Hispanic heritage is an important concept that surrounds my entire life. I have lived in Puerto Rico during my whole childhood. This culture has been important in my life because it helps define who I am and how I view the world. Both of my biological parents are Dominican, but I lived with my mother and step-dad in Puerto Rico. It was not until I moved to the United States that I began to become more aware of different ethnic groups. The United States has been called the “melting pot” society. Newcomers to this country were expected to adapt their “old world” values and culture to fit the values and lifestyles of the “new world” (An Overview of Diversity Awareness, n.d.).
The Latino and Hispanic population continues to increase at a lower rate every year in the U.S., they account for a large portion of the population. However, it hasn’t change the portrayal of Latinos in the media. Often, the Latino community is shown in a negative light that doesn’t represent the reality of this community. The main goal of this paper is to show and understand how the media portray Latinos and ways to solve the problem.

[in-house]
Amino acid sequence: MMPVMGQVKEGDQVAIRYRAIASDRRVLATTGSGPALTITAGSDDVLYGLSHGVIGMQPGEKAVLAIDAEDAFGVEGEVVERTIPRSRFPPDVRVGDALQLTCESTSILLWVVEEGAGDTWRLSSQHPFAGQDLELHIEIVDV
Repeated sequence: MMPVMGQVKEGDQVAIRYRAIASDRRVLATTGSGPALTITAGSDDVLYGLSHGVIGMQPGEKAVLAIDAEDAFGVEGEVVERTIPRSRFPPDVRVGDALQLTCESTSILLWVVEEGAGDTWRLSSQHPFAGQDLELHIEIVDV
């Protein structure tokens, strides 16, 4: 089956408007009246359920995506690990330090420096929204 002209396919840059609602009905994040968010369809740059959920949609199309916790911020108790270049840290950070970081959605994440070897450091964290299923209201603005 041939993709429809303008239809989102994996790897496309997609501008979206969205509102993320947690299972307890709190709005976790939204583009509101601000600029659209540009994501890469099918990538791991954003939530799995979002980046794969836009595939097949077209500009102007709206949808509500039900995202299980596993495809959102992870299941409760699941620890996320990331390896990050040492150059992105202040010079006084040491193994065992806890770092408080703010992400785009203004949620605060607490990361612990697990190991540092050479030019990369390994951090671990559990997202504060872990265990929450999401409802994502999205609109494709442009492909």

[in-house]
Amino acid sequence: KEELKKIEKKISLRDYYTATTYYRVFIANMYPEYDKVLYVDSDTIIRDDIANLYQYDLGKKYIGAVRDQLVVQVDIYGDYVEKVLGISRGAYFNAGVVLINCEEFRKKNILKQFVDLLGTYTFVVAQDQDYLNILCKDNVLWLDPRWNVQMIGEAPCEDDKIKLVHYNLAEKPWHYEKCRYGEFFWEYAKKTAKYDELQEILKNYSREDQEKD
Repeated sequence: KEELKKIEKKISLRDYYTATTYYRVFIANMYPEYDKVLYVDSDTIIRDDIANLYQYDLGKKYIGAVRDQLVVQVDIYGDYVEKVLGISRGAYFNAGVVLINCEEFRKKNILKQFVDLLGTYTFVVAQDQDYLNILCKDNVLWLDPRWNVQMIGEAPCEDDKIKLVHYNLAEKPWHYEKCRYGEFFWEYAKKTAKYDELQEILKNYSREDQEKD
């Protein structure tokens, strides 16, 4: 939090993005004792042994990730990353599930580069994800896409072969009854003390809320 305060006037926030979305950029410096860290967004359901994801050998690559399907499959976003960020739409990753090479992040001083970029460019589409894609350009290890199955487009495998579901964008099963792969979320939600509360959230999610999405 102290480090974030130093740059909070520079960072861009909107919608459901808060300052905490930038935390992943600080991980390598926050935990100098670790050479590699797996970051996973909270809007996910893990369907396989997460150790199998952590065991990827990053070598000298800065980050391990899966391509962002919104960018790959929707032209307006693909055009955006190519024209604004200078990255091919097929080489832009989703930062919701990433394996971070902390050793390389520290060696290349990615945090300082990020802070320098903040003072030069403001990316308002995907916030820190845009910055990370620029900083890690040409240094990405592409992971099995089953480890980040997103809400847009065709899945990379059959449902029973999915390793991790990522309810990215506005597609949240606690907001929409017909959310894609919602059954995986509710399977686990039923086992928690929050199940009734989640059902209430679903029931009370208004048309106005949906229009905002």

When looking at political campaigns in recent years there has been increasing evidence in the parties’ campaigns for the support of this racial group as they are being targeted in the campaigns in a strategic manner, by campaigning in Spanish or supporting citizenship, or heavy focus on Hispanic candidates from the parties for examples the Republican focus was on candidates such as Marco Rubio and Ted Cruz.
One cultural identity that affects my existence above and below the Iceberg is the ethnic identity. In this identity, I consider myself Hispanic through the conceptional foundations of its traditions, customs, values, and beliefs, as well as the feelings involved. The Hispanic community can also vary in its cultural characteristics from Puerto Ricans to Mexicans. In my case, the Mexican culture has been my representation from an early age. With that in mind, this ethnic identity can be divided into two categories—what we see and what we cannot see, portraying the above and below portions of the Iceberg respectively.